We Must Harness the Energies of Love

Most of the life-changing discoveries I have made as a transgender woman have related to the differences between experiencing life as a man and as a woman.  Those differences have been the subject of my TED Talks and two chapters of my memoir,  As A Woman – What I Learned About Power, Sex, and the Patriarchy After I Transitioned.  But not all of the differences relate to gender. One of the biggest discoveries is something I did not anticipate.

Until I left, I had no idea how isolated evangelicalism had become from mainstream America. Almost all of my life as a man was spent within an evangelical bubble. Even when I was doing work not associated with the church, most of my co-workers were evangelical Christians. Until I transitioned, I had no idea just how insular that bubble is, or how small that bubble is becoming.

As I wrote in my last blog, the number of Americans who identify with a specific religion has dropped from 70 percent in 2000 to 47 percent today. One of the major reasons is the intolerance exhibited by the conservative forms of the desert religions. In the United States, the major conservative religious group is evangelical Christians, and they are very unaccepting of outsiders.

Only two groups have personally opposed me as a transgender woman.  They are evangelical Christians and right-wing extremists.  Unfortunately, they are often one and the same.  Most of the rest of the world basically shrugs when they learn I am transgender. It’s just not a big deal anymore. But don’t tell that to the legislators in Arkansas, who just voted to override a bill vetoed by their governor that stops healthcare providers from giving life-saving hormonal treatment to transgender adolescents, including the over 200 who were already receiving treatment.  The legislature passed the law on the grounds that hormonal therapy is not reversible.  Except that it is!  Puberty blockers are reversible.  Congratulations Arkansas!  You’ve just solved a problem that does not exist and replaced it with a problem that could cost vulnerable adolescents their lives.  At the very least it will require them to go out of state to continue the treatment they have already begun.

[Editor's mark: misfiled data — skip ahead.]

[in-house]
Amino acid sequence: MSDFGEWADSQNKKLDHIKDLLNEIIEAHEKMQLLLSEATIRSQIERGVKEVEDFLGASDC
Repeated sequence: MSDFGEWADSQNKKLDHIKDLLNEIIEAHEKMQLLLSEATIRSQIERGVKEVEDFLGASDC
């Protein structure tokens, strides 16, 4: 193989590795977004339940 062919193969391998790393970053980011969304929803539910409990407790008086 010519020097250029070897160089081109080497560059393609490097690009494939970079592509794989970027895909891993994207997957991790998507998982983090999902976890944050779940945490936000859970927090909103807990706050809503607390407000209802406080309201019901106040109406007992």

Similar legislation is pending in almost thirty states, almost all in the south or southwest.  Twelve bills restricting transgender rights are pending in Texas alone. Why are these bills so popular in these states?  Because that’s where the evangelicals live, and evangelicals feel threatened. As our nation becomes more diverse, evangelicals are becoming more marginalized. Concentrated in the south, southwest, and rural Midwest, they have joined together to fight for their particular brand of anti-LGBTQ+ bias.

Whenever I speak at a conference or corporation, we always end with a robust Q&A in which I encourage the audience to ask any question they want to ask.  Almost every time someone asks, “How can you be in the church when the church has treated you so horribly?”  I always answer by saying there are expressions of the Christian faith more generous than evangelicalism, and they are thriving.  They meet the needs of the oppressed, serve the poor, support immigrants, and work to right the wrongs of centuries of smug patriarchal Christianity.  I am thrilled to serve as a pastor at one such church – Left Hand Church, in Boulder County, Colorado.

As for the new law in Arkansas, it’s just one more reminder why I avoid spending much time in any of the states in which anti-transgender legislation is pending.  I have to think about these things.  They are places in which my life could be in danger. The fact that the danger comes from those who identify as evangelical Christians remains mind-boggling to me.  These people were once my friends and family.

I understand the fear that has created this environment.  Conservative White Americans are frightened of losing their influence.  But to pick on one of the most vulnerable people groups in the world, transgender children, is nothing but bullying, pure and simple.  It is leveraging what little power they have remaining to deny civil rights to vulnerable children.

I am angry, and I will do everything in my power to stop these proposals from being enacted into law.  Where they have already become laws, I will do whatever it takes to get them reversed. I still desperately hope the words of Pierre Teilhard de Chardin prove to be true, and I want to do everything in my power to make certain we get there before it is too late:

Someday, after mastering the wind, the waves, the tides and gravity, we shall harness for God the energies of love, and then, for a second time in the history of the world, man will have discovered fire.